The ACMG Gene Screening Recommendations

57 sauceIn March, the American College of Medical Genetics and Genomics (ACMG) released its much-anticipated Recommendations for Reporting of Incidental Findings in Clinical Exome and Genome Sequencing. The ACMG describes itself as “an organization composed of biochemical, clinical, cytogenetic, medical and molecular geneticists, genetic counselors and other health care professionals committed to the practice of medical genetics.” Its brief mission statement includes a commitment to “Define and promote excellence in the practice of medical genetics and genomics in the integration of translational research into practice.” It publishes the journal Genetics in Medicine, and has previously issued “standards and guidelines” for clinical genetics laboratories and cystic fibrosis carrier screening.

The core recommendation is straightforward: “The ACMG recommends that for any evaluation of clinical sequencing results, all of the genes and types of variants in the Table should be examined and the results reported to the ordering physician.” Reading this in light of the definitions section and the rest of the report, it seems to mean this: Whenever a lab is requested to do any “clinical sequencing” (more below on what this means), it should examine the 57 genes listed on the Table and report any significant mutations it finds. It is the responsibility of the clinician who ordered the initial sequencing “to provide comprehensive pre- and post-test counseling to the patient.” In what has become the most controversial aspect of the Recommendations, the ACMG recommends the test findings “be reported without seeking preferences from the patient and family and without limitation due to the patient’s age.” In other words, patients should be given the 57-gene screening whether they want it or not and told the results even if they say they don’t want them—in effect, if you consent to any clinical sequencing, you automatically consent to this further screening and to hearing the results. The same holds true for the parents of minor patients.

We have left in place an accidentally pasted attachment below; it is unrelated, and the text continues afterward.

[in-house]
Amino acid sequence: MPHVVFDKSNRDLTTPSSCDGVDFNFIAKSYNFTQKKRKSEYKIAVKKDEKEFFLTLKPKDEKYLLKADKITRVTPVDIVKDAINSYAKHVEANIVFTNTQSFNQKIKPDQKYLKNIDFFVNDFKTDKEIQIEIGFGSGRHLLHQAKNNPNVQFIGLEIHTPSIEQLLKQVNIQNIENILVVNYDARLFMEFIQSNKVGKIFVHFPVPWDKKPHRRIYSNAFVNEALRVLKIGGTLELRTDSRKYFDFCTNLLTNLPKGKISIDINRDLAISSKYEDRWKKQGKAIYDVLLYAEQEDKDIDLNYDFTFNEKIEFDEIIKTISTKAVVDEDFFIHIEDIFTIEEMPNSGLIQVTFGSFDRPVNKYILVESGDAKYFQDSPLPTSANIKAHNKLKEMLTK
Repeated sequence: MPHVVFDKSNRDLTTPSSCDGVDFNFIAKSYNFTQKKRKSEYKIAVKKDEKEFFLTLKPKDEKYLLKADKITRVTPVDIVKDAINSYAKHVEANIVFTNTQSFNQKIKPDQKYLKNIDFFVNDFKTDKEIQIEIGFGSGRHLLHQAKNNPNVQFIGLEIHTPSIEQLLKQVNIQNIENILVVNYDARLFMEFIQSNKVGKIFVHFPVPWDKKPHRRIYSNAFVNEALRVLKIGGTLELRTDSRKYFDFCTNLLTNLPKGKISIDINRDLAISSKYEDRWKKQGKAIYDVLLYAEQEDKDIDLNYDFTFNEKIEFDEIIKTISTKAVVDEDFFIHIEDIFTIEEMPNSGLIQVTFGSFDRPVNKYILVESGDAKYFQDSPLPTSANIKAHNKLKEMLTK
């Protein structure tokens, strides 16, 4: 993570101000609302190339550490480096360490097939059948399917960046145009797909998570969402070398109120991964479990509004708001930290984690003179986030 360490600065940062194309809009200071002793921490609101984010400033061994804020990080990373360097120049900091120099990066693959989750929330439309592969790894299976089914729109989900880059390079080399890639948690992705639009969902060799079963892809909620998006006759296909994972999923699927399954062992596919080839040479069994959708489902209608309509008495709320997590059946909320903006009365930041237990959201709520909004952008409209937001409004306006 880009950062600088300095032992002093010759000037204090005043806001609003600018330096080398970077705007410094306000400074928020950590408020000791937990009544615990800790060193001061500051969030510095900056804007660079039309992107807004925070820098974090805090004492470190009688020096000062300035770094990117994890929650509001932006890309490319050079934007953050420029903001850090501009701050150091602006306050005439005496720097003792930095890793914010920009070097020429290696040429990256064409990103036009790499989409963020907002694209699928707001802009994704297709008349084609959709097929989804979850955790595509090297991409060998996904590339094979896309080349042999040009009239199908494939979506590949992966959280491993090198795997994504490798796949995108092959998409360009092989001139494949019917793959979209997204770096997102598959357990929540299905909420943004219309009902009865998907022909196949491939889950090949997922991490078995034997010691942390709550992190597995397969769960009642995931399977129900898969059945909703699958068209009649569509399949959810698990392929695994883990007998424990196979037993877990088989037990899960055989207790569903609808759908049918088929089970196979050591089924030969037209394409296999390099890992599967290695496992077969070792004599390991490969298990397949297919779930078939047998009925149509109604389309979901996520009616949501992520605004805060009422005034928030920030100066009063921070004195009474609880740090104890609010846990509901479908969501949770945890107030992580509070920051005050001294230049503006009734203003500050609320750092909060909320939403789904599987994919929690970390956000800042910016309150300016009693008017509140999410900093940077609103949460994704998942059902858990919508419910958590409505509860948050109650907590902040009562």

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Filed under Direct-to-Consumer Services, Genetic Testing/Screening, Genomic Sequencing, Genomics & Medicine

Undeterred by the Supreme Court, Myriad Starts Suing

GLR-HandAs soon as the Supreme Court issued its decision in AMP v. Myriad Genetics, Myriad issued public statements saying that it had many surviving patents that would perpetuate its BRCA testing monopoly. We may now find out if that’s true.
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Filed under Direct-to-Consumer Services, Genetic Testing/Screening, Genomics & Medicine, Genomics & Society, Myriad Gene Patent Litigation, Patent Litigation, Patents & IP